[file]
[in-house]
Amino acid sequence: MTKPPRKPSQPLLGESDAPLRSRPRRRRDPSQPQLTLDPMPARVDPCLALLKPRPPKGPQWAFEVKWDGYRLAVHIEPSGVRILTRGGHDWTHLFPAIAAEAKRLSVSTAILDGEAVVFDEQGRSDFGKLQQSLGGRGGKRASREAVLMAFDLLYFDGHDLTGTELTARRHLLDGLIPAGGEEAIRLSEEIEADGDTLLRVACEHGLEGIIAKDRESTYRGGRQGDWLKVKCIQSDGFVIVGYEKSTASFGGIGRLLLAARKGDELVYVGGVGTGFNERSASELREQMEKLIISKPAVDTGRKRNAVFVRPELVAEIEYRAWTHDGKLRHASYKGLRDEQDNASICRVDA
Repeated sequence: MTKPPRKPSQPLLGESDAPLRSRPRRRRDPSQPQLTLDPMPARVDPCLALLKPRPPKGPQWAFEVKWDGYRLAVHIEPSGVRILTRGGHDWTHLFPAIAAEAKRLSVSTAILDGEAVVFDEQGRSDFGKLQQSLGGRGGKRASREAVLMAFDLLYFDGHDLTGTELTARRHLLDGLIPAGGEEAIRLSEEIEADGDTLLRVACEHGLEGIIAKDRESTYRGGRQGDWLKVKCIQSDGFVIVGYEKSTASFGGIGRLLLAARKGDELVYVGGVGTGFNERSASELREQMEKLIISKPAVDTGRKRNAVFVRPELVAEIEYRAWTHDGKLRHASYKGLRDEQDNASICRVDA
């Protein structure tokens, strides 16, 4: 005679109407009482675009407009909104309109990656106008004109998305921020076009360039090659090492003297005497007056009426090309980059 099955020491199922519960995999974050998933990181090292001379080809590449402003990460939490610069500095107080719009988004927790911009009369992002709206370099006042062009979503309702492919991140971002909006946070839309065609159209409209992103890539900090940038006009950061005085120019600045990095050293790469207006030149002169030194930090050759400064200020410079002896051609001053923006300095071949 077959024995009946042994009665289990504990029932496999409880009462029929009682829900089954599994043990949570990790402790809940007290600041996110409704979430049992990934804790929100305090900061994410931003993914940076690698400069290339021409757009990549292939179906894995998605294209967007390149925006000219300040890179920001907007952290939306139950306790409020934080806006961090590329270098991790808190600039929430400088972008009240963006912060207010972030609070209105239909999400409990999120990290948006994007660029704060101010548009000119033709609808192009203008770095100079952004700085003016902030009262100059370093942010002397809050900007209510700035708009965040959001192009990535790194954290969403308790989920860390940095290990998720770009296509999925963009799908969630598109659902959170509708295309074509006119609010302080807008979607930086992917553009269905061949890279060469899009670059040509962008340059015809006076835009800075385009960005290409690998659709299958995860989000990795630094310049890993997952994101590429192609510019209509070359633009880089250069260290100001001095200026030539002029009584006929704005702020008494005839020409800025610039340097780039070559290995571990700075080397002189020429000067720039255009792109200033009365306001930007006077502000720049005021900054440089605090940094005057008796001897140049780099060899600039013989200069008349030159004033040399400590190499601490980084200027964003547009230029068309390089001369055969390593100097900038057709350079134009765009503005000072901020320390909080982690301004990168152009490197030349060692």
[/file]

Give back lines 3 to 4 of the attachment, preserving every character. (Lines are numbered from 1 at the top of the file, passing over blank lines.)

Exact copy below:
Repeated sequence: MTKPPRKPSQPLLGESDAPLRSRPRRRRDPSQPQLTLDPMPARVDPCLALLKPRPPKGPQWAFEVKWDGYRLAVHIEPSGVRILTRGGHDWTHLFPAIAAEAKRLSVSTAILDGEAVVFDEQGRSDFGKLQQSLGGRGGKRASREAVLMAFDLLYFDGHDLTGTELTARRHLLDGLIPAGGEEAIRLSEEIEADGDTLLRVACEHGLEGIIAKDRESTYRGGRQGDWLKVKCIQSDGFVIVGYEKSTASFGGIGRLLLAARKGDELVYVGGVGTGFNERSASELREQMEKLIISKPAVDTGRKRNAVFVRPELVAEIEYRAWTHDGKLRHASYKGLRDEQDNASICRVDA
């Protein structure tokens, strides 16, 4: 005679109407009482675009407009909104309109990656106008004109998305921020076009360039090659090492003297005497007056009426090309980059 099955020491199922519960995999974050998933990181090292001379080809590449402003990460939490610069500095107080719009988004927790911009009369992002709206370099006042062009979503309702492919991140971002909006946070839309065609159209409209992103890539900090940038006009950061005085120019600045990095050293790469207006030149002169030194930090050759400064200020410079002896051609001053923006300095071949 077959024995009946042994009665289990504990029932496999409880009462029929009682829900089954599994043990949570990790402790809940007290600041996110409704979430049992990934804790929100305090900061994410931003993914940076690698400069290339021409757009990549292939179906894995998605294209967007390149925006000219300040890179920001907007952290939306139950306790409020934080806006961090590329270098991790808190600039929430400088972008009240963006912060207010972030609070209105239909999400409990999120990290948006994007660029704060101010548009000119033709609808192009203008770095100079952004700085003016902030009262100059370093942010002397809050900007209510700035708009965040959001192009990535790194954290969403308790989920860390940095290990998720770009296509999925963009799908969630598109659902959170509708295309074509006119609010302080807008979607930086992917553009269905061949890279060469899009670059040509962008340059015809006076835009800075385009960005290409690998659709299958995860989000990795630094310049890993997952994101590429192609510019209509070359633009880089250069260290100001001095200026030539002029009584006929704005702020008494005839020409800025610039340097780039070559290995571990700075080397002189020429000067720039255009792109200033009365306001930007006077502000720049005021900054440089605090940094005057008796001897140049780099060899600039013989200069008349030159004033040399400590190499601490980084200027964003547009230029068309390089001369055969390593100097900038057709350079134009765009503005000072901020320390909080982690301004990168152009490197030349060692």